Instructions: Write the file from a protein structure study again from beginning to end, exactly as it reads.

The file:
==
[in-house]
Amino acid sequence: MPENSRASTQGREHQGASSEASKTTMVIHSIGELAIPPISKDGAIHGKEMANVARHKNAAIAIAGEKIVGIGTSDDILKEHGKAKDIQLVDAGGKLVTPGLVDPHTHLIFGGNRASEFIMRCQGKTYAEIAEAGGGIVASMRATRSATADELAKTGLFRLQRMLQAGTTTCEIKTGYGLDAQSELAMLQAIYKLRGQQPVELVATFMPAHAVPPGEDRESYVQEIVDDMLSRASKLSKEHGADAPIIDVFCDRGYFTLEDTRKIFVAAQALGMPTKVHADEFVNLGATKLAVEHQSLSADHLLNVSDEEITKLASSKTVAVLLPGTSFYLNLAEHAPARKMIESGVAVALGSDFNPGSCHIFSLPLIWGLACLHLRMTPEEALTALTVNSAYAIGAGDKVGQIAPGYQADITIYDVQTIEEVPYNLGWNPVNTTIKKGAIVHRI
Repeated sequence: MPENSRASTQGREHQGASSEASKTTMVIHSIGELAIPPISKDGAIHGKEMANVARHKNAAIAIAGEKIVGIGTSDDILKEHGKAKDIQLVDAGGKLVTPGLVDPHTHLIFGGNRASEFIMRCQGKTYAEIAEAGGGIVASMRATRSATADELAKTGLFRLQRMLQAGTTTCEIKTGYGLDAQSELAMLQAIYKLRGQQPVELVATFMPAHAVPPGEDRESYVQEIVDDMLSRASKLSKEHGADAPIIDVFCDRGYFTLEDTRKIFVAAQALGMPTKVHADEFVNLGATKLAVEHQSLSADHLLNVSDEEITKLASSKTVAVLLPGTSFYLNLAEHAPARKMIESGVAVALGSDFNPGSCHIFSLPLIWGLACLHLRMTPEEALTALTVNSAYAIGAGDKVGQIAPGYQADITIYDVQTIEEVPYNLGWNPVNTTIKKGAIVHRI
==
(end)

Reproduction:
[in-house]
Amino acid sequence: MPENSRASTQGREHQGASSEASKTTMVIHSIGELAIPPISKDGAIHGKEMANVARHKNAAIAIAGEKIVGIGTSDDILKEHGKAKDIQLVDAGGKLVTPGLVDPHTHLIFGGNRASEFIMRCQGKTYAEIAEAGGGIVASMRATRSATADELAKTGLFRLQRMLQAGTTTCEIKTGYGLDAQSELAMLQAIYKLRGQQPVELVATFMPAHAVPPGEDRESYVQEIVDDMLSRASKLSKEHGADAPIIDVFCDRGYFTLEDTRKIFVAAQALGMPTKVHADEFVNLGATKLAVEHQSLSADHLLNVSDEEITKLASSKTVAVLLPGTSFYLNLAEHAPARKMIESGVAVALGSDFNPGSCHIFSLPLIWGLACLHLRMTPEEALTALTVNSAYAIGAGDKVGQIAPGYQADITIYDVQTIEEVPYNLGWNPVNTTIKKGAIVHRI
Repeated sequence: MPENSRASTQGREHQGASSEASKTTMVIHSIGELAIPPISKDGAIHGKEMANVARHKNAAIAIAGEKIVGIGTSDDILKEHGKAKDIQLVDAGGKLVTPGLVDPHTHLIFGGNRASEFIMRCQGKTYAEIAEAGGGIVASMRATRSATADELAKTGLFRLQRMLQAGTTTCEIKTGYGLDAQSELAMLQAIYKLRGQQPVELVATFMPAHAVPPGEDRESYVQEIVDDMLSRASKLSKEHGADAPIIDVFCDRGYFTLEDTRKIFVAAQALGMPTKVHADEFVNLGATKLAVEHQSLSADHLLNVSDEEITKLASSKTVAVLLPGTSFYLNLAEHAPARKMIESGVAVALGSDFNPGSCHIFSLPLIWGLACLHLRMTPEEALTALTVNSAYAIGAGDKVGQIAPGYQADITIYDVQTIEEVPYNLGWNPVNTTIKKGAIVHRI